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Virtualization on ML350 G5

I'm planning to buy HP server ML350G5 (QC X2.0/6GB RAM, 4x146GB HDD, DVDRW). It will be used as test lab for virtual Windows Server 2003/2008 installations.
What I didn't decide yet is if to use ESX, ESXi or XenServer. Are there any known issue with above hardware? What is in general better virtualization server to use? I have basic knowledge about ESX, but I'm open to learn new stuff.
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haldoxp
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haldoxp
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2 Solutions
 
azjeepCommented:
The ML350G5 is on the VMware Systems Compatibility Guide for both ESX and ESXi.

http://www.vmware.com/pdf/vi35_systems_guide.pdf

If you already know ESX and don't want to use HA or DRS features on this test box, you should probably go with ESXi, since the hypervisor is the same and it's free.

http://www.vmware.com/products/esxi/

Cheers.
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aldanchCommented:
What I didn't decide yet is if to use ESX, ESXi or XenServer. Are there any known issue with above hardware?

No, it is included in the HCL for ESX 3.5 and ESXi.

What is in general better virtualization server to use? I have basic knowledge about ESX, but I'm open to learn new stuff.

VMware continues to be the leader in the virtualization arena. Since you're familiar with ESX, it'll be an easier deployment for you. When you buy your server, be sure that they include ESXi embedded (flash drive on the mobo), so that you can boot your server directly to it. ESXi is a great tool to use for test environments and you can't beat the price tag (free). There are some differences between ESX 3.5 and ESXi and you can view them here: http://kb.vmware.com/selfservice/microsites/search.do?language=en_US&cmd=displayKC&externalId=1006543

The Citrix Xenserver is also a viable solution for your virtualization needs. You can also opt to embed the Xen hypervisor on your HP server and use their Express edition (which is free like ESXi) to get started.

Since the real objective is to provide a virtual environment for your Windows 2003/2008 environment, either ESXi or Xen Express Edition will provide you with what you need out of the box. IMHO, I'd stick with VMware on this one because you are already familiar with it.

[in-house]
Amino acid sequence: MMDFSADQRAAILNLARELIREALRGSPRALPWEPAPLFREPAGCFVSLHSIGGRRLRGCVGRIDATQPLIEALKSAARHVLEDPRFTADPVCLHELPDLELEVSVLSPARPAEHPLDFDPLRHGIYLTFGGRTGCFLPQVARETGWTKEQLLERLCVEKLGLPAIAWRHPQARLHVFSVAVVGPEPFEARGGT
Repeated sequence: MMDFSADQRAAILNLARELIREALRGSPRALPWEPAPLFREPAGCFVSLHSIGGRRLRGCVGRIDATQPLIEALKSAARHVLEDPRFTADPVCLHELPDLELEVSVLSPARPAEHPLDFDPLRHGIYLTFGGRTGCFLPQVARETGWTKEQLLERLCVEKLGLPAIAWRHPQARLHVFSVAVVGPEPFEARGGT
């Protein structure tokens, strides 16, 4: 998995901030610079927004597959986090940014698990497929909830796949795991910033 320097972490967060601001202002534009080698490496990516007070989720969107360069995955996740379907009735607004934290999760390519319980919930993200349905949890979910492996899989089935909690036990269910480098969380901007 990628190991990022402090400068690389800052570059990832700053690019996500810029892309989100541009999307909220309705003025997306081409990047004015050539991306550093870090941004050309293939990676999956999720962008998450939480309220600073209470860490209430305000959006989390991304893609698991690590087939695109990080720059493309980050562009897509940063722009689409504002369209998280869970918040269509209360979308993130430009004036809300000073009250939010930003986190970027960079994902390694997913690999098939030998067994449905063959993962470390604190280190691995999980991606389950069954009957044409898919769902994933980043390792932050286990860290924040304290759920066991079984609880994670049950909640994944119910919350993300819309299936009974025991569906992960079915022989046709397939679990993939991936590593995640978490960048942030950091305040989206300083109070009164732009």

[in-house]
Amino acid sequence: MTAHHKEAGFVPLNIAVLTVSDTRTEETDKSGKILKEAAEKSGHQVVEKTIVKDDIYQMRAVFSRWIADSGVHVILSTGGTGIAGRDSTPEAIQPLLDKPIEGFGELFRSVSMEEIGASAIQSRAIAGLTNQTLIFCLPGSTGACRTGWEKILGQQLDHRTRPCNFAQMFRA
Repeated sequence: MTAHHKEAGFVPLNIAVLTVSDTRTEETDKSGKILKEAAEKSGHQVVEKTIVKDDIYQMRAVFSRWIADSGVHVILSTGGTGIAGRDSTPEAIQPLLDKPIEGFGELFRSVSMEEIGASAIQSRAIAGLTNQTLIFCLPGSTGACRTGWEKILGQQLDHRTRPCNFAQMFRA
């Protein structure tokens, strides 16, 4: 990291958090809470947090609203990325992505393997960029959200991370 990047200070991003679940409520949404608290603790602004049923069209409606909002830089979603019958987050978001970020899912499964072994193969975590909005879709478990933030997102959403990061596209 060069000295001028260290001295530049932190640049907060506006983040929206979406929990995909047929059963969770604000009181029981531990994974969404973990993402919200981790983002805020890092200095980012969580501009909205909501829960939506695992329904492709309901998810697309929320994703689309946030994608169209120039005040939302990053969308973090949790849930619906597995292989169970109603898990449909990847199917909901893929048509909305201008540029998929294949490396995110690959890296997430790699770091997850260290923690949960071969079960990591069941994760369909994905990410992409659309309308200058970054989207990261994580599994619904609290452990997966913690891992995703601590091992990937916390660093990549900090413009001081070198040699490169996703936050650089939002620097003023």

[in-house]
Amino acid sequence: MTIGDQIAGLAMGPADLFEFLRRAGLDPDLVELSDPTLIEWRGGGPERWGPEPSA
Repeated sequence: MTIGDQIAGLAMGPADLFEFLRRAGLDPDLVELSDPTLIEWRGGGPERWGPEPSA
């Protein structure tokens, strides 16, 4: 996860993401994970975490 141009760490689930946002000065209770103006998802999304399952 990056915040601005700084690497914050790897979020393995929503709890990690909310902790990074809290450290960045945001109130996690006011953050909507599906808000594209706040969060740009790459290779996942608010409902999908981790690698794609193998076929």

haldoxp.png
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haldoxpAuthor Commented:
Thanks for comments.

One thing I forgot to mention earlier. What I need for vSwitch functionality?
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azjeepCommented:
That ML350G5 only has one NIC in it by default.  You are going to want more so that you can configure some failover ports and use some load balancing.

Pick up one of these:

HP NC364T PCI Express Quad Port Gigabit Server Adapter - 435508-B21

Creating networking in ESXi is the same as ESX; just connect via the VI client and go.

Matt
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haldoxpAuthor Commented:
I will think about it, although it is only test server. My mine concern is if I can create some basic virtual topology. Two virtual switches would be perfect for me.
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azjeepCommented:
If you want it for testing, you can absolutely add two vSwitches to it with just the one NIC.

Matt
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aldanchCommented:
You can do two things, create a second vSwitch (in VI client, log into ESX server > Configuration tab > Networking > Add Networking... > Virtual Machine connection type > Create a virtual switch > name the Network Label and assign a VLAN ID if necessary > Finish) or create a port group on the same switch (Under Networking, click Properties... for vSwitch0 > click Add > Virtual Machine connection type > name the Network Label and assign VLAN ID if necessary > Finish).

Both provide a logical segmentation of devices. Since you have one NIC, your second vSwitch acts as a host only network - no connection to the outside world unless you build a router appliance to route traffic from vSwitch1 to vSwitch0 or create an Internet connection sharing on the VM on vSwitch0.

What type of scenario are you trying to do?
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aldanchCommented:
I've attached an example of how your VMs would interact with 2 vSwitches.
haldoxp2.png
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haldoxpAuthor Commented:
Great. So after I install ESX or ESXi with VI client I should be able to create vSwitch.

After I saw last picture I realized that after I will install ISA2006 I will need 2nd NIC to be able to connect from network to test infrastructure without opening ISA.
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aldanchCommented:
You are correct. Create a new Virtual Machine switch (vSwitch1). By default you'll have vSwitch0.

ISA will definitely help you route traffic (NATting) from your internal (VMs on vSwitch1) network  to your IP network.
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haldoxpAuthor Commented:
What I have in plan is to have ISA server connected via 1 NIC directly to Internet. Behind it two servers in DMZ (I need to test OMA, OWA, VPN access) and rest in "normal" (virtual) network (AD, Exchange, what will be needed for testing). So I will use 2nd NIC to connect to the "normal" (virtual) network. Hopefully this can be done.
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haldoxpAuthor Commented:
Thanks for all the info, hopefully the server will come soon :).
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